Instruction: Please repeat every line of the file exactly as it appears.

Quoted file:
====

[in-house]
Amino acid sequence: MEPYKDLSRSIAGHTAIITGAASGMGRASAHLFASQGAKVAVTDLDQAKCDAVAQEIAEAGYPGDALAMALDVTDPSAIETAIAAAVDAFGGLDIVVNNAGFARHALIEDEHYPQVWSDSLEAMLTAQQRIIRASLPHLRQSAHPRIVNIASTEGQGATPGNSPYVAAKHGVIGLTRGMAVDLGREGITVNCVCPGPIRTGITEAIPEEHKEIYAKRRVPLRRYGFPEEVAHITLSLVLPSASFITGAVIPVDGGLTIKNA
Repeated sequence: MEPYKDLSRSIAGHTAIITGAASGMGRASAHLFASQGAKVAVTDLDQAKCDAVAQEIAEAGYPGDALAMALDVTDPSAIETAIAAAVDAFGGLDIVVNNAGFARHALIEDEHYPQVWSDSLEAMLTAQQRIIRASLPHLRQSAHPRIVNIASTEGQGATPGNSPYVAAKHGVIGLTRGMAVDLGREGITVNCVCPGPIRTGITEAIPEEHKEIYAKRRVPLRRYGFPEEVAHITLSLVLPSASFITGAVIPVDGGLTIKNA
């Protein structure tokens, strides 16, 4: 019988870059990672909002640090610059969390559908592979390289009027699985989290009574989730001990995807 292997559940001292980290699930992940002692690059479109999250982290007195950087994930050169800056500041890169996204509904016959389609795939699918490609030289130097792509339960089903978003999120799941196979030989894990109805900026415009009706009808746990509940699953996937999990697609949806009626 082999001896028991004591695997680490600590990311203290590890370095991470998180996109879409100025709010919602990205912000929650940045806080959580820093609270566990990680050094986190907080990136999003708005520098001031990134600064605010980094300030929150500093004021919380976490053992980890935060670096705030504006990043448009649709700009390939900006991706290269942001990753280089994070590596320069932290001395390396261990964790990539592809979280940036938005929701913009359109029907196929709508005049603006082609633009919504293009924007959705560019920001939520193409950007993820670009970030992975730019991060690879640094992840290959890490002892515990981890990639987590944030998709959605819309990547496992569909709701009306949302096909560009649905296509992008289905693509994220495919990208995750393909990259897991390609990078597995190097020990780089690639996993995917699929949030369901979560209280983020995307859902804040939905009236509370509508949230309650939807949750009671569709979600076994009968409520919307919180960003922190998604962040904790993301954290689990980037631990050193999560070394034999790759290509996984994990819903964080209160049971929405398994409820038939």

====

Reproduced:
[in-house]
Amino acid sequence: MEPYKDLSRSIAGHTAIITGAASGMGRASAHLFASQGAKVAVTDLDQAKCDAVAQEIAEAGYPGDALAMALDVTDPSAIETAIAAAVDAFGGLDIVVNNAGFARHALIEDEHYPQVWSDSLEAMLTAQQRIIRASLPHLRQSAHPRIVNIASTEGQGATPGNSPYVAAKHGVIGLTRGMAVDLGREGITVNCVCPGPIRTGITEAIPEEHKEIYAKRRVPLRRYGFPEEVAHITLSLVLPSASFITGAVIPVDGGLTIKNA
Repeated sequence: MEPYKDLSRSIAGHTAIITGAASGMGRASAHLFASQGAKVAVTDLDQAKCDAVAQEIAEAGYPGDALAMALDVTDPSAIETAIAAAVDAFGGLDIVVNNAGFARHALIEDEHYPQVWSDSLEAMLTAQQRIIRASLPHLRQSAHPRIVNIASTEGQGATPGNSPYVAAKHGVIGLTRGMAVDLGREGITVNCVCPGPIRTGITEAIPEEHKEIYAKRRVPLRRYGFPEEVAHITLSLVLPSASFITGAVIPVDGGLTIKNA
């Protein structure tokens, strides 16, 4: 019988870059990672909002640090610059969390559908592979390289009027699985989290009574989730001990995807 292997559940001292980290699930992940002692690059479109999250982290007195950087994930050169800056500041890169996204509904016959389609795939699918490609030289130097792509339960089903978003999120799941196979030989894990109805900026415009009706009808746990509940699953996937999990697609949806009626 082999001896028991004591695997680490600590990311203290590890370095991470998180996109879409100025709010919602990205912000929650940045806080959580820093609270566990990680050094986190907080990136999003708005520098001031990134600064605010980094300030929150500093004021919380976490053992980890935060670096705030504006990043448009649709700009390939900006991706290269942001990753280089994070590596320069932290001395390396261990964790990539592809979280940036938005929701913009359109029907196929709508005049603006082609633009919504293009924007959705560019920001939520193409950007993820670009970030992975730019991060690879640094992840290959890490002892515990981890990639987590944030998709959605819309990547496992569909709701009306949302096909560009649905296509992008289905693509994220495919990208995750393909990259897991390609990078597995190097020990780089690639996993995917699929949030369901979560209280983020995307859902804040939905009236509370509508949230309650939807949750009671569709979600076994009968409520919307919180960003922190998604962040904790993301954290689990980037631990050193999560070394034999790759290509996984994990819903964080209160049971929405398994409820038939």